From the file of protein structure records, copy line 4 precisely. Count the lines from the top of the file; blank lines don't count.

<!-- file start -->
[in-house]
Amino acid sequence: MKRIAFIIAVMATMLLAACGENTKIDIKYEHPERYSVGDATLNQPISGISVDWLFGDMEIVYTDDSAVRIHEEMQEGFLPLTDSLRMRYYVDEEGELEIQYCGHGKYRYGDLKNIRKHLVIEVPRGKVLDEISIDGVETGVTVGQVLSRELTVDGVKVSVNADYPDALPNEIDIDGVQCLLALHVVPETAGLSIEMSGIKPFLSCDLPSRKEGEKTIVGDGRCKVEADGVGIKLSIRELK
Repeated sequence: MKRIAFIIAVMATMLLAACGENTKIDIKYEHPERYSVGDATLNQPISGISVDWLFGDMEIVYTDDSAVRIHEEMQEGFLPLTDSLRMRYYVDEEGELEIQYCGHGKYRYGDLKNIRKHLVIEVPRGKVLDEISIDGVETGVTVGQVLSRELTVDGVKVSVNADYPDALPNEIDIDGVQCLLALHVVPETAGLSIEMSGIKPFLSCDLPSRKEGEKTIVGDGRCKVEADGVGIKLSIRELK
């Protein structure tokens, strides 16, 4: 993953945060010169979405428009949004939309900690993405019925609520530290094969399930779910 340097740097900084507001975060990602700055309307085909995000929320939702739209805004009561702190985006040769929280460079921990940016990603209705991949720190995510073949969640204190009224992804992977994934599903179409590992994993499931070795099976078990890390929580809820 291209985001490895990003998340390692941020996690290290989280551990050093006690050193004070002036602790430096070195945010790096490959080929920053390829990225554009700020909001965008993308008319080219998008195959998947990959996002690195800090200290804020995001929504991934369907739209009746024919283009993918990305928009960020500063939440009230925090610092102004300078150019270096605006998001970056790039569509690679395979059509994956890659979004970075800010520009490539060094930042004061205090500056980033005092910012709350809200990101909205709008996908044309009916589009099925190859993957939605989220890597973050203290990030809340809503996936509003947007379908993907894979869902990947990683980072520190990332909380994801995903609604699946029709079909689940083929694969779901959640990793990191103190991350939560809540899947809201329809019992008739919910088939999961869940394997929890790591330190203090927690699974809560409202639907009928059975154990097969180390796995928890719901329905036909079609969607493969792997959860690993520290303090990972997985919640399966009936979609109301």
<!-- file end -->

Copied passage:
């Protein structure tokens, strides 16, 4: 993953945060010169979405428009949004939309900690993405019925609520530290094969399930779910 340097740097900084507001975060990602700055309307085909995000929320939702739209805004009561702190985006040769929280460079921990940016990603209705991949720190995510073949969640204190009224992804992977994934599903179409590992994993499931070795099976078990890390929580809820 291209985001490895990003998340390692941020996690290290989280551990050093006690050193004070002036602790430096070195945010790096490959080929920053390829990225554009700020909001965008993308008319080219998008195959998947990959996002690195800090200290804020995001929504991934369907739209009746024919283009993918990305928009960020500063939440009230925090610092102004300078150019270096605006998001970056790039569509690679395979059509994956890659979004970075800010520009490539060094930042004061205090500056980033005092910012709350809200990101909205709008996908044309009916589009099925190859993957939605989220890597973050203290990030809340809503996936509003947007379908993907894979869902990947990683980072520190990332909380994801995903609604699946029709079909689940083929694969779901959640990793990191103190991350939560809540899947809201329809019992008739919910088939999961869940394997929890790591330190203090927690699974809560409202639907009928059975154990097969180390796995928890719901329905036909079609969607493969792997959860690993520290303090990972997985919640399966009936979609109301």